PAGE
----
Marissa Blair Martin ran to an alley for safety after a car rammed into counterprotesters at a “Unite the Right” rally in Charlottesville. (Calla Kessler/The Washington Post)

The counterprotesters who had gathered in this city’s downtown were cheering, chanting and hugging one another. The white supremacist rally had been stopped before it was supposed to begin. “These are the happy people,” Marissa Blair Martin remembered thinking, as she, her fiance and her friend Heather Heyer walked to join the marching crowd. 

Blair Martin live-streamed the scene on her Facebook page. She said she wanted people to see the celebration, and she wanted friends who were concerned for her safety to know there was nothing to worry about.

Then, she heard the sound of tires screeching, and the joy turned to “moments of terror,” Blair Martin testified.

As the murder trial of James A. Fields Jr. entered its second week here Monday, Blair Martin was among the witnesses who continued to describe the chaos of Aug. 12, 2017, when Heyer — whom Blair Martin described as compassionate, “always outspoken but not argumentative” — was killed. 

Fields, a self-professed neo-Nazi who had driven from his apartment in Ohio to the “Unite the Right” rally, roared his car into the counterprotesters, killing Heyer and wounding 35 others, some seriously.


James Alex Fields Jr. is on trial on a charge of first-degree murder. (AP)

The death capped off a violent day of hate that captured worldwide attention and forever tied this quiet college town to the emergence of white supremacists emboldened by the presidency of Donald Trump. 

Fields, who sat at the defense table in a blue long-sleeved shirt, is on trial on a charge of first-degree murder in Charlottesville Circuit Court, just a few blocks from where Heyer was killed. He is also accused of five counts of aggravated malicious wounding and three counts of malicious wounding related to eight of the 35 who were injured.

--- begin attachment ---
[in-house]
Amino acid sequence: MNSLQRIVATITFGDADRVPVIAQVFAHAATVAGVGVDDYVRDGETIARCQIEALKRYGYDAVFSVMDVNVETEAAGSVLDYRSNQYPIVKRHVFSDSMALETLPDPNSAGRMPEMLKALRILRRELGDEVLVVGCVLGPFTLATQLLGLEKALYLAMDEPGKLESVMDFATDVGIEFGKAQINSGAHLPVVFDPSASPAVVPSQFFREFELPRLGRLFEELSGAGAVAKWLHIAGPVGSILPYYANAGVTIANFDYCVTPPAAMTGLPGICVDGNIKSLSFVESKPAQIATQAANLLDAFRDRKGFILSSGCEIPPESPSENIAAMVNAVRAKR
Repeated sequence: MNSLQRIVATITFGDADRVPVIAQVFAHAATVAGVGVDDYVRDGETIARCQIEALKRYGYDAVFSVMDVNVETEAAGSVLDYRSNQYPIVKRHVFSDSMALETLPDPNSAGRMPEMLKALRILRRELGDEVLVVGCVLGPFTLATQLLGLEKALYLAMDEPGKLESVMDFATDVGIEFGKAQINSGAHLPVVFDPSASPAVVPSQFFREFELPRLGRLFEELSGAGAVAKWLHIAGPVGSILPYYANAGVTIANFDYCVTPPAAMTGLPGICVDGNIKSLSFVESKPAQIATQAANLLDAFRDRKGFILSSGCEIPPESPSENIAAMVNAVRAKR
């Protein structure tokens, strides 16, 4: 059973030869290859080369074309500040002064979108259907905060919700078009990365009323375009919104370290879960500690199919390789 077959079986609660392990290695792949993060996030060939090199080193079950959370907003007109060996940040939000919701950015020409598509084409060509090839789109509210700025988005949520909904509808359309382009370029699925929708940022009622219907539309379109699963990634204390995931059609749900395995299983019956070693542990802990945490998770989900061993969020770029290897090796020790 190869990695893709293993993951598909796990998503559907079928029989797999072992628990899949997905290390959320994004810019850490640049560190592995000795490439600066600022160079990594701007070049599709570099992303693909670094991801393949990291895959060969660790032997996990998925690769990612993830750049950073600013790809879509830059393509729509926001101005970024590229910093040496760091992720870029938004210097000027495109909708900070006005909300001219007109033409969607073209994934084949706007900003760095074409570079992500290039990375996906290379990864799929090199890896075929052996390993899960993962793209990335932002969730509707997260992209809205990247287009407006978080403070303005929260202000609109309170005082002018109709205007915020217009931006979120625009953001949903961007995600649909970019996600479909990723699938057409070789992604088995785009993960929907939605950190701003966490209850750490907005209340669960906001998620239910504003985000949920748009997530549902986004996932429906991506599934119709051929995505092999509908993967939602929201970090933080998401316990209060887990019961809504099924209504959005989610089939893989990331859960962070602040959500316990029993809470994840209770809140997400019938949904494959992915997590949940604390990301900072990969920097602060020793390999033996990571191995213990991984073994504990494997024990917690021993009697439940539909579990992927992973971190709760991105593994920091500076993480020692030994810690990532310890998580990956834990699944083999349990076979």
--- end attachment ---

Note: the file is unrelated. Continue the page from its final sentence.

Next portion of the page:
Blair Martin said Heyer wasn’t completely sure if she was going to the rally that summer day. But Heyer called her to say that she was already there. They met at a nearby McDonald’s parking lot and walked toward the counterprotesters at Fourth and Water streets. 

“We were just walking, happy, and all of a sudden, it was complete chaos,” said Blair Martin, who found herself on a sidewalk after her then-fiance, Marcus Martin, pushed her out of the car’s path. She hid in an alley, her hands shaking as her live stream continued. As she walked back to the street, she saw a red baseball cap covered in blood. She testified that she refused to look down again, fearing what she would see. 

She found Martin, his face bloody. “I just held him,” she said. 

Like Blair Martin, Thomas Baker joined the counterprotesters after seeing them celebrating on the street. There were families and children, he said.

“It felt like a safe place to me,” Baker testified.

Then he heard screaming and loud thumps. A car hit his lower body, sending him bouncing off the windshield and into the air. His large back tattoo was exposed as he nose-dived and fell to the ground. 

After he landed, Baker’s first thought was, “Can you move your legs?” Fifteen months later, Baker said he has recovered, but strenuous activity still hurts his hips.

Heyer had no pulse when paramedics arrived minutes later. She had a large bruise on her chest and a big cut on her leg. Her color had begun to fade as first responders tried to revive her, said Capt. Steward “Nick” Barrell of the Charlottesville Fire Department.

The 32-year-old paralegal died of blunt-force trauma to the chest; her aorta had been torn, Jennifer Nicole Bowers, an assistant chief medical examiner, testified. 

Heyer’s blood was found on the exterior of Fields’s 2010 Dodge Charger, testified Kristin Van Itallie, a DNA analyst.

Other victims of the crash testified last week about the extent of their injuries as prosecutors showed pictures of broken bones and red marks. 

Prosecutors, who expect to wrap up their case Tuesday, say an enraged Fields traveled to Charlottesville, choosing to act on that anger. They said he backed up his Dodge before barreling forward and crashing into another vehicle at the corner where the counterprotesters were gathered. If convicted of first-degree murder, he could face a life sentence.  

Once the prosecution finishes presenting evidence, the defense will have an opportunity to make its case.

Fields’s defense attorneys are not denying that he killed Heyer, but they have said they will present evidence that Fields rammed his car into the crowd because he feared for his life and believed he needed to defend himself. Absent a first-
degree murder conviction, which requires an intent to kill, a jury could find Fields guilty of second-degree murder, punishable by up to 40 years in prison.

Paul Duggan contributed to this report.